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Suetonius Tranquillus

Gaius. A Roman historian and scholar, who was born about the beginning of the reign of Vespasian, and practised as an advocate at Rome in the reign of Trajan. He lived on intimate terms with the younger Pliny , several of whose letters are addressed to him. At the request of Pliny , Trajan granted to Suetonius the ius trium liberorum; for, though he was married, he had not three children, which number was necessary to relieve him from various legal disabilities. Suetonius was afterwards appointed private secretary (magister epistolarum) to Hadrian, but was deprived of this office by the emperor, along with Septicius Clarus, the praefect of the Praetorians, on the ground of his offensive familiarity with Sabina, the emperor's wife. His chief work is his lives of the first twelve emperors of Rome (Vitae Duodecim Caesarum) from Iulius to Domitian. Suetonius does not follow the chronological order in his Lives, but groups together his facts according to their nature. His language is very brief and precise, sometimes obscure, without any affectation of ornament; and his works abound in scandalous anecdotes. The existing treatise De Illustribus Grammaticis et de Claris Rhetoribus is perhaps only part of a larger work, the Pratum, which seems to have been a sort of encyclopaedia, as many fragments show, dealing with a great number of subjects. (See Schanz, Röm. Litt. iii. 42-54.) The only other productions of Suetonius still extant are a few lives of Roman authors.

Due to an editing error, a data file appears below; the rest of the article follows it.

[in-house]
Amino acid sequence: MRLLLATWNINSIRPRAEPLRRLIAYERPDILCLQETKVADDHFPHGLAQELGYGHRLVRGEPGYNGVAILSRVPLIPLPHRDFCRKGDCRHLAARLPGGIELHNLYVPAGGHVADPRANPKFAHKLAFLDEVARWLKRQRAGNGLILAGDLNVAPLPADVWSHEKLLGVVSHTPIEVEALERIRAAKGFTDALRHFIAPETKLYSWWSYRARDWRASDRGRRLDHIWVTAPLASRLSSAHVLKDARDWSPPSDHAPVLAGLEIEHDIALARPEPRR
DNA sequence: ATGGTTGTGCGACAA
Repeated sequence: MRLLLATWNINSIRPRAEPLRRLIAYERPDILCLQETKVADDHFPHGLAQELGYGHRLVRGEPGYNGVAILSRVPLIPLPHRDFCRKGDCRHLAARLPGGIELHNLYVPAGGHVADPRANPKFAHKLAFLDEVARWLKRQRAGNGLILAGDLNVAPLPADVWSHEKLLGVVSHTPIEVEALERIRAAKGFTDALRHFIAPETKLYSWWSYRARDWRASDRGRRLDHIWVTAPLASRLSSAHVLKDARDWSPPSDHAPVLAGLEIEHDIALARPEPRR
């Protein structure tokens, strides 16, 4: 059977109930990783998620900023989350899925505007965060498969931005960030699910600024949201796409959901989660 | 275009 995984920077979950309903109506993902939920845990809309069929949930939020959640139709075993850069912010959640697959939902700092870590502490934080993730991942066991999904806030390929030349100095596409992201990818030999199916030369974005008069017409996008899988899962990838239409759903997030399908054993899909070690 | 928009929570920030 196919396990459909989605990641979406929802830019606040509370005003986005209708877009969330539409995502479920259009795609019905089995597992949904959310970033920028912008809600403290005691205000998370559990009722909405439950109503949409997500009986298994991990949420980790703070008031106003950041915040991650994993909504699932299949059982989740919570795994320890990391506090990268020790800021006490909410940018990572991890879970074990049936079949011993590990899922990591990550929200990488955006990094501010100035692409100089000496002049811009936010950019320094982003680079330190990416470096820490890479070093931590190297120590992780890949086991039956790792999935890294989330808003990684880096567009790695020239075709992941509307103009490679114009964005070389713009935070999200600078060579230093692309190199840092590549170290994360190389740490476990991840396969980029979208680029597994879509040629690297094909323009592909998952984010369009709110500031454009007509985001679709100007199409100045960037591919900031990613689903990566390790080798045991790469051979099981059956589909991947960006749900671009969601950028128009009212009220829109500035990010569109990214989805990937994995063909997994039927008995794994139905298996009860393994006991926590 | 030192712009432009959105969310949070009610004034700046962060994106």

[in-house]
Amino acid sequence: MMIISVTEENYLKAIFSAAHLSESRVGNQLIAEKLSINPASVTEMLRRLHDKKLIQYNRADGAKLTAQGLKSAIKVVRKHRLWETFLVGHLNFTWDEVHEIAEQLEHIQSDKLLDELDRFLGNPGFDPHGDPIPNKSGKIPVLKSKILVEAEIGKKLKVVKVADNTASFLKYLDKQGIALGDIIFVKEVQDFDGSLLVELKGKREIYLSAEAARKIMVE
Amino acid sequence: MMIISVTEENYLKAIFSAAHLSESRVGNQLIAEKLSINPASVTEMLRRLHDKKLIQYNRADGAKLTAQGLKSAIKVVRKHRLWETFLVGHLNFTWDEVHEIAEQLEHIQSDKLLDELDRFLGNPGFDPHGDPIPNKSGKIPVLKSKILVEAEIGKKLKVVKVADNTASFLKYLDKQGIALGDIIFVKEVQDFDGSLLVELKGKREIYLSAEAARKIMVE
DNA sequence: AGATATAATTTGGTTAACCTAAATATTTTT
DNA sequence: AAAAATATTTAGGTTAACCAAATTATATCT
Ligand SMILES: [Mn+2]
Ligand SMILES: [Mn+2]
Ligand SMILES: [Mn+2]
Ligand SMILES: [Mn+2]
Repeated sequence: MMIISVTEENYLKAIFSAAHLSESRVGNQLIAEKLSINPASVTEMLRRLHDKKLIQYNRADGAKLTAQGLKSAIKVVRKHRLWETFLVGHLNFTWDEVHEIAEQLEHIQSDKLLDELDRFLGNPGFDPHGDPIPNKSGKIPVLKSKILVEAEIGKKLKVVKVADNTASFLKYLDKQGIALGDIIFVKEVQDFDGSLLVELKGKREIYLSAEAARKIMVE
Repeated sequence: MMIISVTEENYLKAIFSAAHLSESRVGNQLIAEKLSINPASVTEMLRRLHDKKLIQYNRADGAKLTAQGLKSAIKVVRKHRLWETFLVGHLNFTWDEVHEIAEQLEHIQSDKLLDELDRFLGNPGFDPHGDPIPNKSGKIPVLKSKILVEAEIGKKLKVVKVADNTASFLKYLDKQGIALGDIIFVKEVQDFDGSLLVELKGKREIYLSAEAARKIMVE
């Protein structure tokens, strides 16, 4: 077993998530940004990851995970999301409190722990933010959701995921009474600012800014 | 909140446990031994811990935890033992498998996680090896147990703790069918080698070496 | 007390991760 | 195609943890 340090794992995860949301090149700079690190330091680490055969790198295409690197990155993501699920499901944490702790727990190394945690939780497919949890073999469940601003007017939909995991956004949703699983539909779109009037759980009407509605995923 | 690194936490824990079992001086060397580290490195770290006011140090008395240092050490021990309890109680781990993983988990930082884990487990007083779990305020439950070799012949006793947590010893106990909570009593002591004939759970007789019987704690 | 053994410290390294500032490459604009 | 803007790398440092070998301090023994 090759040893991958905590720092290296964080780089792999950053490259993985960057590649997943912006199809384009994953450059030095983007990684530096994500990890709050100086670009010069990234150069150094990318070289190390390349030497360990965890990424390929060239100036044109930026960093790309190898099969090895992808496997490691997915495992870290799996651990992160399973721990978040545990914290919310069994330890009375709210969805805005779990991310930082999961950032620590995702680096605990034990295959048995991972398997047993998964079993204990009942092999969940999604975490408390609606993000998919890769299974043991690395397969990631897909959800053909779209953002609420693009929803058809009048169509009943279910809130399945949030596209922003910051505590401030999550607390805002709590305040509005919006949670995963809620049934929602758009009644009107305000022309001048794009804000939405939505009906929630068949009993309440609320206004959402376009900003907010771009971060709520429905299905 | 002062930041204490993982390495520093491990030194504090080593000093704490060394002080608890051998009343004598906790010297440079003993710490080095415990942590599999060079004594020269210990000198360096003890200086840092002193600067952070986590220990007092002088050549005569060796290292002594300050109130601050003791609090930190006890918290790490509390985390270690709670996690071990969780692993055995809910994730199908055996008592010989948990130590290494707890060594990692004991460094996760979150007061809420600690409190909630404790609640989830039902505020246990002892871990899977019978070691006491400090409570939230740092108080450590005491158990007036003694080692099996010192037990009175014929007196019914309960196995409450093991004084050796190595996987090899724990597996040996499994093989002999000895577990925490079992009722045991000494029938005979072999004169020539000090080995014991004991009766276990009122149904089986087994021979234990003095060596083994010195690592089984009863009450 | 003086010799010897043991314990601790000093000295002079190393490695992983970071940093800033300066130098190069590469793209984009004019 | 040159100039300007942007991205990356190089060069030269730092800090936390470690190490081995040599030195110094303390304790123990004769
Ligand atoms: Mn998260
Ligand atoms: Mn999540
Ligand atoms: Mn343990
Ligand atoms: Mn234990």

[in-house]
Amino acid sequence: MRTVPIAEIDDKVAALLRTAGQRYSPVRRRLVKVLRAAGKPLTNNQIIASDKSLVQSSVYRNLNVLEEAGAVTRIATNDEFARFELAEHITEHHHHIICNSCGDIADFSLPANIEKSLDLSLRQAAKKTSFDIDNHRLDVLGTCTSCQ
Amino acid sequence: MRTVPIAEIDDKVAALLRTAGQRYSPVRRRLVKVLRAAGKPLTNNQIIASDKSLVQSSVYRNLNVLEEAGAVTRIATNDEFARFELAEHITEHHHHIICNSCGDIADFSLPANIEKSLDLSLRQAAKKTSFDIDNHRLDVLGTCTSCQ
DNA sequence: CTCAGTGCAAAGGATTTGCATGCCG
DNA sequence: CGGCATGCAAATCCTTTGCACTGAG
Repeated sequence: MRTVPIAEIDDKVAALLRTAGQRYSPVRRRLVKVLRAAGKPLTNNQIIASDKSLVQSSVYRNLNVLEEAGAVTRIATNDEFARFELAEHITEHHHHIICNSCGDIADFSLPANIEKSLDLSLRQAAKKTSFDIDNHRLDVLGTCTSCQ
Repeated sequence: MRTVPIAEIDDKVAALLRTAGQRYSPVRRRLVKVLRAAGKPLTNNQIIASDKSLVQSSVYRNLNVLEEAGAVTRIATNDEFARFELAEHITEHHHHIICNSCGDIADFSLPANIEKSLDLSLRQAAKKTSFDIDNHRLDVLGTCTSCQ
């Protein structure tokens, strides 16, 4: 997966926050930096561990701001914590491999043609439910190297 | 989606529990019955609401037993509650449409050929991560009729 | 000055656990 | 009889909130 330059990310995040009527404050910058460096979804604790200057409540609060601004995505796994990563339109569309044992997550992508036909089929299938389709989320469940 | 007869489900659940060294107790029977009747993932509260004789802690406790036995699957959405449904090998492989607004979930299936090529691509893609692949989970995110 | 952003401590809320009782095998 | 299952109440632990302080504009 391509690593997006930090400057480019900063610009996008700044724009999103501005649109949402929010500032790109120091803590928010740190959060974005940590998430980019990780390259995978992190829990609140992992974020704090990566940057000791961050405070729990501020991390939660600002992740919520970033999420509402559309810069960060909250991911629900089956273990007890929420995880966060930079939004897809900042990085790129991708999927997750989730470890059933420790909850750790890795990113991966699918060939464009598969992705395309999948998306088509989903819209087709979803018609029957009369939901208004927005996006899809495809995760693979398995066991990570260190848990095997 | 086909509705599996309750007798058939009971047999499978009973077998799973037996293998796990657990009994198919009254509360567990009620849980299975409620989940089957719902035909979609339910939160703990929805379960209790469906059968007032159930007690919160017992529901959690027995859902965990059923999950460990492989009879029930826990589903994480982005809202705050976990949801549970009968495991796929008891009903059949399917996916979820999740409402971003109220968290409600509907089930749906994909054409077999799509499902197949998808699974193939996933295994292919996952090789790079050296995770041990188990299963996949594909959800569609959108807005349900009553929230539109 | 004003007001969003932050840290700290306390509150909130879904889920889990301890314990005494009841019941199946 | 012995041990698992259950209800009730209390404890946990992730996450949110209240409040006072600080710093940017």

The standard text of Suetonius is that of Roth (Leipzig, 1886), and of the fragments that of Reifferscheid (2d ed. Leipzig, 1890). A good annotated edition (Latin notes) is that of Baumgarten-Crusius and Hase in the Lemaire collection, 2 vols. (Paris, 1828). The first two books (Iulius and Augustus) are edited with an introduction and English notes by H. T. Peck (2d ed. New York, 1893). The Lives and the remains of the Viri Illustres are translated by Thomson and Forester (London, 1881). See Regent, De Suetonii Vita et Scriptis (Breslau, 1856); Thimm, De Usu atque Elocutione C. Suetonii Tranquil. (Königsberg, 1867); and Bagge, De Elocutione Suetonii (Upsala, 1875).

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